Zoë Blade's notebook


White noise is one of the fundamental building blocks of sound synthesis. It sounds a bit like a waterfall. It's essentially a purely random sound, with each frequency being roughly equally loud to the others.

It can be useful to filter white noise into other metaphorical colours that get louder or quieter with every octave:

Colour Difference per octave
Red -6 dB
Pink -3 dB
White 0 dB
Blue +3 dB
Violet +6 dB

Practical uses

You can bandpass filter the middle frequencies of white noise to make the actual snare part of a snare drum (the metal springs held taut against the drum). In a separate part of the patch, the drum part of the snare drum is the same as the kick drum, only tuned up about an octave. In a studio with a sampler or multitrack recorder, you can wire these up as two separate patches, and record them separately, to reuse modules between the two.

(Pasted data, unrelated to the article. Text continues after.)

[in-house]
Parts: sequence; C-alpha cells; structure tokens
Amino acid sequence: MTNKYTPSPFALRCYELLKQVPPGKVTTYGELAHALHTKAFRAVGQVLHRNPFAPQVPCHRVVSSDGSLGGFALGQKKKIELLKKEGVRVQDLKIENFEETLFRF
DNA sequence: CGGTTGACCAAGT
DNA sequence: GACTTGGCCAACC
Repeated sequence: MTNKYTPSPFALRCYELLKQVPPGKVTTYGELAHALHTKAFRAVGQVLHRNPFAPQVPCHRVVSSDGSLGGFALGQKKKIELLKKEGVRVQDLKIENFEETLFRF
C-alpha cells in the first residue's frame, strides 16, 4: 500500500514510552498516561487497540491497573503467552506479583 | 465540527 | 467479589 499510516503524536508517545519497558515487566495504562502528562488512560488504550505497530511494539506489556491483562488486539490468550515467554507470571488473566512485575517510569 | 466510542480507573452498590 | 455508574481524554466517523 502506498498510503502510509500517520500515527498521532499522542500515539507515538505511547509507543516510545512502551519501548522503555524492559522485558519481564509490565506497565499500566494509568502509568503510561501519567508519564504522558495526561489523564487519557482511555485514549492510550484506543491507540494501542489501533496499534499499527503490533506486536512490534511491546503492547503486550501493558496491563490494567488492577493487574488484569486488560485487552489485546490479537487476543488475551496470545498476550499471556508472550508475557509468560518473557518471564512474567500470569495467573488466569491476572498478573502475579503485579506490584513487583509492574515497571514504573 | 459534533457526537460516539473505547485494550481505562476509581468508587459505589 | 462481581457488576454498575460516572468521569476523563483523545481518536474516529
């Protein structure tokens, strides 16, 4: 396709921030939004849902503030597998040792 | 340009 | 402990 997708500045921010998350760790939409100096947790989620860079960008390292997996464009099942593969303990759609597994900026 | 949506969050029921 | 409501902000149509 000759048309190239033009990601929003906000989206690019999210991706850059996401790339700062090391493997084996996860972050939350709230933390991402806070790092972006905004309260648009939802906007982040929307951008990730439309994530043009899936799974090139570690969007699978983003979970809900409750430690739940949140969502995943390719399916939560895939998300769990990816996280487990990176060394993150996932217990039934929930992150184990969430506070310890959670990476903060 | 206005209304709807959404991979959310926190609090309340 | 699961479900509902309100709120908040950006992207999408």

You can highpass filter the high frequencies of white, blue, or violet noise to make a hi-hat. While ring modulation sounds more metallic, noise gives you a nice hissing sound.

If you run noise through a particularly resonant bandpass filter that's tuned to melodic pitches, you can play a tune on it. You can hear an example of this on Global Communication's "9:25", at the 2:28 mark. I played around with this myself on "Martian Wind". And if you have a resonant bandpass filter that isn't 1V/Oct, remember that you can simply sample it.

Synthesis: Envelope generator | Footing | Frequency shifter | Noise | Oscillator | Periodic waveform | Program (synthesiser) | Pulsewidth modulation | Sub-oscillator | VCA | VCF | VCO